The Praying Figure Was Folded Under

Posted: Mar 09, 2006 10:48 AM

What are the free-speech rights of a 5-year-old? A short and sensible answer would place his rights at plus or minus zero, but today we're talking constitutional law. The lad's rights may be larger than you think.

If the Supreme Court takes the case of young Antonio Peck, the justices will try once more to clarify the murky waters of the First Amendment. The case turns on the Constitution's clause guaranteeing the "free exercise" of religion. How free? By whom? Under what circumstances?

The facts are not seriously in dispute. Toward the end of the 1999-2000 school year, Antonio was enrolled in a kindergarten class at Catherine McNamara Elementary School in Baldwinsville, N.Y., a suburb of Syracuse. The class was taught by Susan Weichert under the general supervision of the principal, Robert Creme.

Weichert testified by deposition that the kindergarten curriculum included a two-month unit focusing upon "simple ways to save the environment, such as preserving trees and animals, using natural resources wisely, and keeping the environment clean." The unit culminated in May with a project: The children would make posters depicting what they had learned about the environment. There would be a closing assembly. A tree would be planted, environmental songs would be sung, and the posters would be displayed.

Weichert sent some instructions home to parents. The posters should depict "ways to save our environment, i.e., pictures of the earth, water, recycling, trash, etc." Antonio was not yet reading on his own, so his mother, JoAnne Peck, sat down with him one evening and together they pasted up an environmental poster. According to her deposition, the child said that "the only way to save the environment was through Jesus." Their poster thus depicted a robed Jesus in prayer and two children on a rock labeled "Savior." A legend read, "God keeps His promises."

Antonio took his poster to school the next day. It was not a hit. Weichert ruled that the poster had nothing to do with the environmental material the children had studied. Mrs. Peck took it up with principal Creme. He suggested that the boy try again, this time with a poster that could depict recycling, kids picking up trash, and maybe "a little bit of religious content."

Mother and child went back to the drawing board. Their second effort depicted the same praying Jesus and a church with a cross, but it also included "pictures of people picking up trash and placing it in a recycling can, of children holding hands and encircling the globe, and of clouds, trees, a squirrel, and grass."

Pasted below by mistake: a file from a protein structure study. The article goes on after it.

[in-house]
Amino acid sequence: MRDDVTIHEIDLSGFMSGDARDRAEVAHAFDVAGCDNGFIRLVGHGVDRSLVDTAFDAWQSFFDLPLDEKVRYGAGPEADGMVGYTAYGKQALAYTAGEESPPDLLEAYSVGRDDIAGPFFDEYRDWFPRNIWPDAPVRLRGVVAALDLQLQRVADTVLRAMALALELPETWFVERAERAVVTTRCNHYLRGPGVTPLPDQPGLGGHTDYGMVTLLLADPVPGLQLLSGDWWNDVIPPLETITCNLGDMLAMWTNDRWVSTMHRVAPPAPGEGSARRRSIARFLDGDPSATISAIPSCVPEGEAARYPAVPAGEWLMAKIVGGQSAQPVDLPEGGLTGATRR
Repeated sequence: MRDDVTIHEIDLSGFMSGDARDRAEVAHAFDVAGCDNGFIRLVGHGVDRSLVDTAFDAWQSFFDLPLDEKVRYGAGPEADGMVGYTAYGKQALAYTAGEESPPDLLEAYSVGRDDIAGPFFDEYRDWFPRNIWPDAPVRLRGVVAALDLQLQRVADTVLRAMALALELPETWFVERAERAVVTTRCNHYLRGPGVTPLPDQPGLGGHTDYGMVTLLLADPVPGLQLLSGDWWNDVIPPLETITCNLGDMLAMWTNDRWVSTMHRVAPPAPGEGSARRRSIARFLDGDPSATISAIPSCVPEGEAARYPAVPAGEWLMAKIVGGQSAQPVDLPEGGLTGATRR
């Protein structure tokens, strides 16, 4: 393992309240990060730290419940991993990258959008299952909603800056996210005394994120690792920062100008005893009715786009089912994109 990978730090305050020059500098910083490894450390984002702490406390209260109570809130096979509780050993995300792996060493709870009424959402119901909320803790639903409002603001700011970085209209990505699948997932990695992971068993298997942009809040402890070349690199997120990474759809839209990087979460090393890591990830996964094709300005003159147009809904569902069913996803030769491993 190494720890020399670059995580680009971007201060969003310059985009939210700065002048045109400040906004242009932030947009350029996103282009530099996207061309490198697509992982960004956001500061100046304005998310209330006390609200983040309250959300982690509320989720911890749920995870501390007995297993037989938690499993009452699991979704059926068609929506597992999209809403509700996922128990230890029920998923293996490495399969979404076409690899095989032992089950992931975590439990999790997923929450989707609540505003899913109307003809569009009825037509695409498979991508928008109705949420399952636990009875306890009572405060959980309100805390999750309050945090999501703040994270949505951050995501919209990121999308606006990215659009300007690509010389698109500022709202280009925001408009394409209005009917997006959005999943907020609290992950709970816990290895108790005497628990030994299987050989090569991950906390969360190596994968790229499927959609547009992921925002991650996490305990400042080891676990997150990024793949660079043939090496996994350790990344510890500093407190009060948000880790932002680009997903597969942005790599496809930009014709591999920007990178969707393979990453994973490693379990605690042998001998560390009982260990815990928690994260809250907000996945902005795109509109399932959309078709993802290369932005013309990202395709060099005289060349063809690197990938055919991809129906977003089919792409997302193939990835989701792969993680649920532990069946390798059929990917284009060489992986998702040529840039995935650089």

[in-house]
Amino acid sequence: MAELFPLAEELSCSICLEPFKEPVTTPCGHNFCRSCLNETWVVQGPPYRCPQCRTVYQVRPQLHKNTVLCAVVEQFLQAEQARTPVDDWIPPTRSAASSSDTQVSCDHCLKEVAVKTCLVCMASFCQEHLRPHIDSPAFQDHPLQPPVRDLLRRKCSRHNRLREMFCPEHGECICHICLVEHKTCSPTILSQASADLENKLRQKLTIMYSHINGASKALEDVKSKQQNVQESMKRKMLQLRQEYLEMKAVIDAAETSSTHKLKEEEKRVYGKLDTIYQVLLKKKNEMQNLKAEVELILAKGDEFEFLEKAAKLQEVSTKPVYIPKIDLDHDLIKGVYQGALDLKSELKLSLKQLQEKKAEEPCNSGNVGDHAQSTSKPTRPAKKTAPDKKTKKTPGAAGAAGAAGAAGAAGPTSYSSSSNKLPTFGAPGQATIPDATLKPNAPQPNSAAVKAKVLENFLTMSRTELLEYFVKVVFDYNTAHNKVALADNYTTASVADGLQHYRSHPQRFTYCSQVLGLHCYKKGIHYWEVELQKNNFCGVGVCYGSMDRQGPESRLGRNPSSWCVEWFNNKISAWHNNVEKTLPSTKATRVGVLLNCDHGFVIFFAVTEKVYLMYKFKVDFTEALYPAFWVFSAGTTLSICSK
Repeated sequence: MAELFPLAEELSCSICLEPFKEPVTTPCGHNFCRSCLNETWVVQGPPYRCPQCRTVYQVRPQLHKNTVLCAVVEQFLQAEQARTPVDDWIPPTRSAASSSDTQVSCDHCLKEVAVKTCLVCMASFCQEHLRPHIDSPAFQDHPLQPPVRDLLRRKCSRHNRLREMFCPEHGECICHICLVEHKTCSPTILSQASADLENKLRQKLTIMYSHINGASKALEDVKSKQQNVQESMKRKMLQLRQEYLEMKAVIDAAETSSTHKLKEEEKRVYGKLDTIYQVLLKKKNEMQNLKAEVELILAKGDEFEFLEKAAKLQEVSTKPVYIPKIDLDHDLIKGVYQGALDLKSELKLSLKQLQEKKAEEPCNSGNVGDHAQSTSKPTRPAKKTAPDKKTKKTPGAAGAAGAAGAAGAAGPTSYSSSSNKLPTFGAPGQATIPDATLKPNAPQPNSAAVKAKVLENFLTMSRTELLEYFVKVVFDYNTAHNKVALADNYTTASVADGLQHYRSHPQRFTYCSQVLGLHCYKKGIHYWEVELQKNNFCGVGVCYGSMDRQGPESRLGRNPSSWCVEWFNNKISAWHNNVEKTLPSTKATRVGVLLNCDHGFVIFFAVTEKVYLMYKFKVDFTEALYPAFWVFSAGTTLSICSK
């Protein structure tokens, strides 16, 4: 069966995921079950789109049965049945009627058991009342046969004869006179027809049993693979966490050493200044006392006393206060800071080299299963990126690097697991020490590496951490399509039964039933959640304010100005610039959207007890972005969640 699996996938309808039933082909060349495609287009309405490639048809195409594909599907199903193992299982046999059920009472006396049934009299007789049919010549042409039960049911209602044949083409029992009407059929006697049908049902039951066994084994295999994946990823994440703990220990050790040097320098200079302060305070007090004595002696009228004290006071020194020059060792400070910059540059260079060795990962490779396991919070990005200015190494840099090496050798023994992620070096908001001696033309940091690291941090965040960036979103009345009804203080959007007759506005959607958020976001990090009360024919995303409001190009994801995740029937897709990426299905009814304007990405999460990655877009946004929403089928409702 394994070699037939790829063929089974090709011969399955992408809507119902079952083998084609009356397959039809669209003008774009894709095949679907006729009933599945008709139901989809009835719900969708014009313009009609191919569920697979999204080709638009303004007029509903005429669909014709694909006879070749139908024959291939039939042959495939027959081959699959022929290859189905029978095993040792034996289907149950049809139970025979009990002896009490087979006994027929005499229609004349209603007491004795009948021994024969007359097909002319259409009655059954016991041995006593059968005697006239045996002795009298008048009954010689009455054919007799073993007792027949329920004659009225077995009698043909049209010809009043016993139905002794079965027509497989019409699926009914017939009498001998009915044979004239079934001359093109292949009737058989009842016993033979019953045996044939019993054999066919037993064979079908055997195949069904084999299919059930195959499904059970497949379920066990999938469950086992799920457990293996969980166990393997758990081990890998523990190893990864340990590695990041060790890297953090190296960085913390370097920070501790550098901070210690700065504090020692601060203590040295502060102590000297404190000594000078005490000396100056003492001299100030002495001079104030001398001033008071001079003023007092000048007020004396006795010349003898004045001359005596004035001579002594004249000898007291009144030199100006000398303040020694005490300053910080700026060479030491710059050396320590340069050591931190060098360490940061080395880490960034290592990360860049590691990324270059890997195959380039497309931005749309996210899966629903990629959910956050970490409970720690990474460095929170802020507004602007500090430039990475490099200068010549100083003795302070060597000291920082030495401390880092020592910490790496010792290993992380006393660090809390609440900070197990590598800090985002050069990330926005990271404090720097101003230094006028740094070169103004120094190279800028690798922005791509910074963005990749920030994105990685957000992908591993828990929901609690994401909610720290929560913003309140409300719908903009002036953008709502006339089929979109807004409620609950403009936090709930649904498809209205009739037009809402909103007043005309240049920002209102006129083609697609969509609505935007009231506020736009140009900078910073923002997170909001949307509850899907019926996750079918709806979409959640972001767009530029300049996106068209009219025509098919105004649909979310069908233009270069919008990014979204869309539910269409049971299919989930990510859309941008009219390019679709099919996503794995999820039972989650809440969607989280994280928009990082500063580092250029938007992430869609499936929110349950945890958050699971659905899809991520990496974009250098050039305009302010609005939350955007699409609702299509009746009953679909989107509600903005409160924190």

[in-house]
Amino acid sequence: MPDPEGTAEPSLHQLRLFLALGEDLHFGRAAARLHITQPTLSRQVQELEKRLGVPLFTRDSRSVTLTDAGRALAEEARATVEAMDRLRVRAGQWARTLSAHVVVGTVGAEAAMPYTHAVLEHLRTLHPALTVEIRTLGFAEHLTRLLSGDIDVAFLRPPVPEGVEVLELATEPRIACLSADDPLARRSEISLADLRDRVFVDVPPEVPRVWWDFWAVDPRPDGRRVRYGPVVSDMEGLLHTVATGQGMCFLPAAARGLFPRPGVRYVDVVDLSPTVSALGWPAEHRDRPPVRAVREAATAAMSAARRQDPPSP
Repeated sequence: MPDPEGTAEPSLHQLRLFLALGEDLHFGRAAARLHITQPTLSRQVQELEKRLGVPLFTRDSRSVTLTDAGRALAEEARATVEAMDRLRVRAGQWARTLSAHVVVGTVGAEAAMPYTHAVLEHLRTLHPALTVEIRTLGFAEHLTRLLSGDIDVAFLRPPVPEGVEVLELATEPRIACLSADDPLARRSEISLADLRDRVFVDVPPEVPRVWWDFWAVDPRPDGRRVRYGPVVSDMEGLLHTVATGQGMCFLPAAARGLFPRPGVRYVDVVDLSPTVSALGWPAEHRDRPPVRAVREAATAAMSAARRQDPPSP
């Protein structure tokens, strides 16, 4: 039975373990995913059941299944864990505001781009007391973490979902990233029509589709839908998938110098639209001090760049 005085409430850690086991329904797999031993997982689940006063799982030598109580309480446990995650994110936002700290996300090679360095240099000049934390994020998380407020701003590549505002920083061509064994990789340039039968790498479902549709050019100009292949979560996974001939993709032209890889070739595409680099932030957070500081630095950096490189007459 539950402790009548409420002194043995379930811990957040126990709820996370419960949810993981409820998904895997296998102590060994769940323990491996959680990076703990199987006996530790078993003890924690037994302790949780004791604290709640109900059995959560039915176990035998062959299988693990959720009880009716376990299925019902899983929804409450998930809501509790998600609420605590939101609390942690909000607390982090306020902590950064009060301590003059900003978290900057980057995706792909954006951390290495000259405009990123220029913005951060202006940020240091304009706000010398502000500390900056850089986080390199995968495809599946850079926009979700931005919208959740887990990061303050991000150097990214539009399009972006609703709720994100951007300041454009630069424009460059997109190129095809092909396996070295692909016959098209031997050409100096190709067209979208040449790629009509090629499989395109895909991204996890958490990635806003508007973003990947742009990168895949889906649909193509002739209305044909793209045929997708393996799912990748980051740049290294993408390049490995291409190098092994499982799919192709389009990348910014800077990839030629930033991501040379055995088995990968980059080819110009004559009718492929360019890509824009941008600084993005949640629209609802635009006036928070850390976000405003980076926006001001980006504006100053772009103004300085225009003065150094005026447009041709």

Weichert again appealed to Creme. He made a ruling that should qualify him for diplomatic service: The second poster would be accepted, but only if Jesus were folded under. By inadvertence, half the church also was folded out of sight. Thus bobtailed, the entry went forward. A few months later, Antonio's parents sued the school district for violation of his constitutional rights.

Creme explained in a deposition that he had vetoed the first poster "because it had absolutely no relevance to the assignment at all." Moreover, he was "quite certain that (the poster) was not Antonio's work." Weichert defended the "fold it over" instructions on the reasoning that "if God is going to save the environment, that isn't something that we discussed in the classroom."

The Pecks' suit collapsed in U.S. District Court on a motion for summary judgment but picked up a second wind in the 2nd Circuit. Judge Guido Calabresi, writing in October for a unanimous three-judge panel, cited well-established precedents: Educators "do not offend the First Amendment by exercising editorial control over the style and content of student speech in school-sponsored expressive activities."

Then the judge backed off. There was some evidence that Antonio's poster was censored not because it was unresponsive to the assignment, but rather "because it offered a religious perspective on the topic of how to save the environment." Perhaps the school would not have similarly censored secular images that were equally non-responsive. The panel voted to send the case back for further proceedings.

My guess is that the Supreme Court will deny certiorari and let this one percolate. Artists are born to suffer, but Antonio's pain strikes me as the sort of pain that a growing boy can bear. Besides, affirmation would send a signal, sad to say, that the pandas are now running the zoo.